I put myself to sleep last night thinking about the worst pain I’ve ever felt.
This cogitation was triggered by popcorn. Saturday, I was making a batch, fully aware that water droplets were in the pan. You know that bit about oil and water—so true. When I threw in the popcorn, grease shot up like a hellcat coming out of a burlap sack. I jerked back my arm. This is the arm I’ve been in physical therapy with for six weeks, trying to rehab whatever I did to my shoulder. When I yanked my arm out of the way of the spitting grease, it felt like someone had stabbed me in the shoulder with an ice pick.
Then I was rolling on the kitchen floor, interspersing curses with shouts to Tom that I was okay. The last he’d seen of me, I’d been at the hot stove. Now he couldn’t see me because of the kitchen counter. So I’m rolling on the floor, yelling for God and the Devil at the same time and hollering, “I’m okay! I didn’t burn myself!”
The thing was: I had no idea how to make the pain stop. It wasn’t even ebbing, just holding steady and true and hurting like a son-of-a-bitch. Eventually, I thought of the icepack in the freezer. With cold, then hot, application, the pain subsided. The rest of the day I walked around wearing one of Tom’s great big, black, unwieldy gloves, to remind myself not to use that arm. Today, the shoulder retains a penumbra of pain, but it’s pretty much back to what has become normal.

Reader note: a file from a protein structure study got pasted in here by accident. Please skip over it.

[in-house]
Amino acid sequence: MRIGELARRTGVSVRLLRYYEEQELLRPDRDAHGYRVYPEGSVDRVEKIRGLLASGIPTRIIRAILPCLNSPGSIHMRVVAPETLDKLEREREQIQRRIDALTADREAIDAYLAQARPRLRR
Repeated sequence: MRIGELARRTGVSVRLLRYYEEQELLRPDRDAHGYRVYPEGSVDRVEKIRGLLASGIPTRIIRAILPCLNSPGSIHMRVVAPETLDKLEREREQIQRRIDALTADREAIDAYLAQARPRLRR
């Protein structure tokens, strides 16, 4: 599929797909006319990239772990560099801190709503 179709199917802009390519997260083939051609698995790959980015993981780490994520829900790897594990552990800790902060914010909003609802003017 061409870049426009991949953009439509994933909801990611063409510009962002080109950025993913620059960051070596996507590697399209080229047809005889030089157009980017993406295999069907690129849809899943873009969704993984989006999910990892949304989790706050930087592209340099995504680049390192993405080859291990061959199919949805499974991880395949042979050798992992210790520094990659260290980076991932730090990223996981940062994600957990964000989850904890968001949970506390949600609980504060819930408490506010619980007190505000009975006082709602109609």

So last night, in the course of wondering what was the worst physical pain I’ve ever experienced, I realized that my worst “pains” have been so because they were mixed with other emotions. Fear (the appendicitis-not-appendicitis episode when I was reliving childhood stories of, “when that fever breaks, she’s gonna leave this world with it”). Or terror (when, in the grip of a night terror, I did a runner off the end of the bed and, like a cartoon character, hit the ground three feet below with no cushioning at all and awoke to an inexplicable situation of pain). Or shame (the pain of the faux kidney stones quickly replaced by the shame of four hours of vomiting in various public places, thanks to the Dilaudid.) Or intrigue (when I tore my eyeball and had to wear a black eyepatch as we toured Jerusalem: Moshe Dayan reincarnate.) My undiluted episodes of pain—my broken hand and foot, a few mishaps with knives—honestly didn’t hurt that bad and haven’t been that memorable.
Until the popcorn. I think I’ll remember the popcorn. But who knows—maybe pain is only remembered as excruciating when, like oil and water, it is mixed with another emotion.
Here’s to creative synthesis . . .